Interior Health reported 79 new cases of COVID-19 and two new death in the region Friday, Jan. 22, 2021. (Ben Hohenstatt/Juneau Empire)
79 new COVID-19 cases, two deaths reported in Interior Health

Both of Friday’s deaths were both recorded at long-term care homes

Veteran Henry Kriwokon has his photo taken by the Western as he celebrates his 99th birthday with friends at the Cellar in Downtown Penticton. (Brennan Phillips - Penticton Western News)
Turning 101, Penticton veteran looks back on life

Henry Kriwokon was one of the soldiers in the famous ‘Wait for me, Daddy’ photo

U.S. Senator Bernie Sanders sits in on a COVID-19 briefing with Dr. Bonnie Henry, provincial health officer, and Adrian Dix, B.C. minister of health. (Birinder Narang/Twitter)
PHOTOS: Bernie Sanders visits B.C. landmarks through the magic of photo editing

Residents jump on viral trend of photoshopping U.S. senator into images

Auldin Maxwell stacks the 693rd block on the top of record-breaking Jenga tower on Nov. 29 2020. (Submitted)
Salmon Arm boy rests world-record attempt on single Jenga brick

Auldin Maxwell, 12, is now officially a Guinness world record holder.

(Hal Brindley - Dreamstime)
Enderby farmers caught between coyotes and bylaw tickets

The Smith family is stuck in a Catch-22 between protecting their livestock and incurring noise complaints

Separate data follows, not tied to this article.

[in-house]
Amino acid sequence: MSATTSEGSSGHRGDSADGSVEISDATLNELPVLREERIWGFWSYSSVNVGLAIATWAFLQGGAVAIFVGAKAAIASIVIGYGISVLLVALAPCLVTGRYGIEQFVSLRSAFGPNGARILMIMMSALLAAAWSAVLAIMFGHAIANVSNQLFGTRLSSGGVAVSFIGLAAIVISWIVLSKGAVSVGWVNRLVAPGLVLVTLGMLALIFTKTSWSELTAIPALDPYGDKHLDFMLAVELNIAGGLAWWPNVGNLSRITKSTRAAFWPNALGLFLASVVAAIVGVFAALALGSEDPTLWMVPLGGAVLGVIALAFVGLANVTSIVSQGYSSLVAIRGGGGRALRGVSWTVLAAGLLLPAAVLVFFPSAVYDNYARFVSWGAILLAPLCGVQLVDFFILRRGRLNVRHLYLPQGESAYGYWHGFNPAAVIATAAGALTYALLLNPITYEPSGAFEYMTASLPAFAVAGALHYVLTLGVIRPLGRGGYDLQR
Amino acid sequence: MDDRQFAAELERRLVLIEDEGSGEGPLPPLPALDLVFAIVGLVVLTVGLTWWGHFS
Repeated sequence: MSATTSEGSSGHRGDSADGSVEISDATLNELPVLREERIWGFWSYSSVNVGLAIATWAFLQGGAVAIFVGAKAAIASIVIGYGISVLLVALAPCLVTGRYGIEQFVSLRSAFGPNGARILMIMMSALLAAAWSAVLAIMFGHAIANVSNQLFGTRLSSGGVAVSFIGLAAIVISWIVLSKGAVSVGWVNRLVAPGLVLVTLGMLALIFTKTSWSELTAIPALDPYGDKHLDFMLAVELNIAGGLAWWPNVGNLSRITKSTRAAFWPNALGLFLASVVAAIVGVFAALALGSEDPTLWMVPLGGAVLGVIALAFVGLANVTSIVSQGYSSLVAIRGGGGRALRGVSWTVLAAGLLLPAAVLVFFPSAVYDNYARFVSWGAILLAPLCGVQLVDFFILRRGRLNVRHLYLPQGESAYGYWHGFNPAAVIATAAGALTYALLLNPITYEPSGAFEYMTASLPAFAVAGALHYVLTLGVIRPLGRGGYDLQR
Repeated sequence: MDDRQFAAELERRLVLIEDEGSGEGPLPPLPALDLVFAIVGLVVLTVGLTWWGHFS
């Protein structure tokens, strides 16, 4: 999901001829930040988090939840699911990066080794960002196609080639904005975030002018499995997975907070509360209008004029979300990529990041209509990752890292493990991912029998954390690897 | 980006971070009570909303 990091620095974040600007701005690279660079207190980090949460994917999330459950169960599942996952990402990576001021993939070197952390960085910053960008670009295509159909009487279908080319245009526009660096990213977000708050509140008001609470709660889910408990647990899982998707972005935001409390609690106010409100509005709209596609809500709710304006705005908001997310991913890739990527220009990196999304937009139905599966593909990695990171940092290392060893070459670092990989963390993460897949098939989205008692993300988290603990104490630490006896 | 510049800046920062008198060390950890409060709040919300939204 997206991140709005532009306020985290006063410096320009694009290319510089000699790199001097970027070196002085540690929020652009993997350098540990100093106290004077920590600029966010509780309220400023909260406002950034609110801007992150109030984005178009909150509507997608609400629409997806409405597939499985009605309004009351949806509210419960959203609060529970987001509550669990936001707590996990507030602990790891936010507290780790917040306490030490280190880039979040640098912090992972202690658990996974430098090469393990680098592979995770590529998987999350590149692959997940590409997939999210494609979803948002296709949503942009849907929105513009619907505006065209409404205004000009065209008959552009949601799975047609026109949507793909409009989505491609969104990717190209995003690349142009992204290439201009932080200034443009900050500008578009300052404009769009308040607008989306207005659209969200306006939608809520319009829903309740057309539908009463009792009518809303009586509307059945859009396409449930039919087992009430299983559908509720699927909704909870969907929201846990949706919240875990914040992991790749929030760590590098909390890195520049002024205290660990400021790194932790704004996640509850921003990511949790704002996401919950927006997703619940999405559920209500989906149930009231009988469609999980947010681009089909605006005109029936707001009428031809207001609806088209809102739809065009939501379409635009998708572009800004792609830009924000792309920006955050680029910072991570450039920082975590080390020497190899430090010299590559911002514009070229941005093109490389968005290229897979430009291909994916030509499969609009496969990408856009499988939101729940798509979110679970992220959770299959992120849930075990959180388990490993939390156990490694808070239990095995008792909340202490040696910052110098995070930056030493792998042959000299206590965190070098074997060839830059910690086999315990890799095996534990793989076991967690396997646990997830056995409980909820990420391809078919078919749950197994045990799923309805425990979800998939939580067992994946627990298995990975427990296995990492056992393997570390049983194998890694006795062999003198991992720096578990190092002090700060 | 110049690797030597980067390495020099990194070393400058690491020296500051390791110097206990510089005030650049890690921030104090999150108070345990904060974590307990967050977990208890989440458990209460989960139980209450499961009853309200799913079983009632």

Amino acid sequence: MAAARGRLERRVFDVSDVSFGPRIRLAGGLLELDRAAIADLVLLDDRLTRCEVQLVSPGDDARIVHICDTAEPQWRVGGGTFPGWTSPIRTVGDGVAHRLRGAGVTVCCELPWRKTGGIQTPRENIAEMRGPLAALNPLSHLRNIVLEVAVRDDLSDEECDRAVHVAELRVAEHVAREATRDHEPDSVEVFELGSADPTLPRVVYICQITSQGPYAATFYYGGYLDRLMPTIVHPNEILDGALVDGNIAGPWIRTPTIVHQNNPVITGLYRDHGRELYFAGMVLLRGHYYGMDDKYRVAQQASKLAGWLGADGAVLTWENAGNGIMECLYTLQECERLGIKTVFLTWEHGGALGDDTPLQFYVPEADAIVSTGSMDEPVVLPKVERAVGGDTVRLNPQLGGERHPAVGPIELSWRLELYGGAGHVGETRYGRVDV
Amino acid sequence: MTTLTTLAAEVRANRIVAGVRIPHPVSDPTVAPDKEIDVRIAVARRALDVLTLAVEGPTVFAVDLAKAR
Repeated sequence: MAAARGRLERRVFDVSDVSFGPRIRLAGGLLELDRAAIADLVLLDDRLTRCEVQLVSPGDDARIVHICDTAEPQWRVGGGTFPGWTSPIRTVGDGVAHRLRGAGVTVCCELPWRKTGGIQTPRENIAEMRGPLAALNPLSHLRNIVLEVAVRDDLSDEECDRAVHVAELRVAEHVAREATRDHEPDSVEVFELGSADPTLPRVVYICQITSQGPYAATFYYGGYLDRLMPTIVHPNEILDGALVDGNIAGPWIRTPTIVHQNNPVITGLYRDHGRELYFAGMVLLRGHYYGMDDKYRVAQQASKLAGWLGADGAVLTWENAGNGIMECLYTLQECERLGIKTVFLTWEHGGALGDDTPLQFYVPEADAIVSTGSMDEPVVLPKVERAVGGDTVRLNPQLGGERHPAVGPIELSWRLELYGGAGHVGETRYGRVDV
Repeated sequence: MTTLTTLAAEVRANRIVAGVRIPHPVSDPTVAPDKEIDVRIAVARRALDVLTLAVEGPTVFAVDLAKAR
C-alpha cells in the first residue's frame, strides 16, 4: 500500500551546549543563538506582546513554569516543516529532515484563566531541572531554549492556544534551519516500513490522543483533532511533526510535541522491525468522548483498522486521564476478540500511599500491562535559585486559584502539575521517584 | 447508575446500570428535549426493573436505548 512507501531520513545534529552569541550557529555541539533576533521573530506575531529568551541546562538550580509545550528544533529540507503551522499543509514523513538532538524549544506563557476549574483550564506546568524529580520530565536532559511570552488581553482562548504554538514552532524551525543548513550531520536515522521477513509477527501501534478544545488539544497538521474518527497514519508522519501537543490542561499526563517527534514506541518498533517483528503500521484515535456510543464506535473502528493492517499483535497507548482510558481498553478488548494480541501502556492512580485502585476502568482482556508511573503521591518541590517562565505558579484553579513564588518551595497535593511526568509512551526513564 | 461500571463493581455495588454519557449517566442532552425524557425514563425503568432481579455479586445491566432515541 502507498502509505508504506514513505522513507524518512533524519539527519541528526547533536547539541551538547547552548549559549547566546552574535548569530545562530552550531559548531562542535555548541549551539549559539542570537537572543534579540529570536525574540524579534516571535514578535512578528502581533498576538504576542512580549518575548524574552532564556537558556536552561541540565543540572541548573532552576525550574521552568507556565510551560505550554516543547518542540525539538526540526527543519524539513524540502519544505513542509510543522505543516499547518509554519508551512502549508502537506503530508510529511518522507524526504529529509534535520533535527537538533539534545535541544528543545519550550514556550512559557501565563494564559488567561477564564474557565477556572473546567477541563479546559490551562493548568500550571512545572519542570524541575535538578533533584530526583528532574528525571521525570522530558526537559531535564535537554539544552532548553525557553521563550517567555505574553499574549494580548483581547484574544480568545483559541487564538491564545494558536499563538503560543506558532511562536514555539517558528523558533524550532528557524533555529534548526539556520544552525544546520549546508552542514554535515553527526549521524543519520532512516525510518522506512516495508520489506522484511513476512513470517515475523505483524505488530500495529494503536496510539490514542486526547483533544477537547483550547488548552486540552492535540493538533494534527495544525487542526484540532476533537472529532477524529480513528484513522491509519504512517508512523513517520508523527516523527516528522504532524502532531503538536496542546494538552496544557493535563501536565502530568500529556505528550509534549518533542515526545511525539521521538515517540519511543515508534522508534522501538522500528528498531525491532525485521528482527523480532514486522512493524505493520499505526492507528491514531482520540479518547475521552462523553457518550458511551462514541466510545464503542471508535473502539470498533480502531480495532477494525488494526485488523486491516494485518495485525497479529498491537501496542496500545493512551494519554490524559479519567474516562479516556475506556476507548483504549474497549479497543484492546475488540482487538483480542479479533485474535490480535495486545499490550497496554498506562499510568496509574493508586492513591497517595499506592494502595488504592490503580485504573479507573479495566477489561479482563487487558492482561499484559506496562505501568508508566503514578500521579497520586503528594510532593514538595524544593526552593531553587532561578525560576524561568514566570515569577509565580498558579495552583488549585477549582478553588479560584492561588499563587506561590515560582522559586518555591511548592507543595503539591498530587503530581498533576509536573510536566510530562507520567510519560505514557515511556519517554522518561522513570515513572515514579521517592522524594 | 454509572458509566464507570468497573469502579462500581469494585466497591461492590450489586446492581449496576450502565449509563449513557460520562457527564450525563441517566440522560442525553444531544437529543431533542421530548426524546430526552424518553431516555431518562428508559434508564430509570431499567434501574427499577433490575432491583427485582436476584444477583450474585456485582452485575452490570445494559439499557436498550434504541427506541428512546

A COVID-19 exposure has been confirmed at Black Mountain Elementary in Kelowna Saturday, Jan. 23, 2021. (Google Image)
Another COVID-19 exposure confirmed at Kelowna school

Interior Health confirmed an exposure at Black Mountain Elementary School Saturday

Members of BCEHS Station 343 in Lake Country receive a donation of treats and wine from the community in December. (Contributed)
‘Unexpected and heartwarming’: Okanagan community supports paramedics

Cards, discounts, treats, more given to Lake Country paramedics in sign of support

A 75-year-old aircraft has been languishing in a parking lot on the campus of the University of the Fraser Valley, but will soon be moved to the B.C. Aviation Museum. (Paul Henderson/ Chilliwack Progress)
Vintage military aircraft moving from Chilliwack to new home at B.C. Aviation Museum

The challenging move to Vancouver Island will be documented by Discovery Channel film crews

Join Black Press Media and Do Some Good
Join Black Press Media and Do Some Good

Pay it Forward program supports local businesses in their community giving

The North Okanagan Naturalists' Club completed its annual swan and eagle counts Sunday, Jan. 17, 2021. (Claude Rioux - NONC photo)
North Okanagan bird count shows decrease in swan and eagle numbers

Trumpeter swans were down 61 per cent from last year’s count; eagles down 14 per cent

Okanagan Indian Band Chief Byron Louis has served as the band’s chief since his first of six electoral wins in 1991. (File photo)
Okanagan Indian Band seeks nominations for upcoming election

A new OKIB chief and council will be elected March 30, 2021

Most Read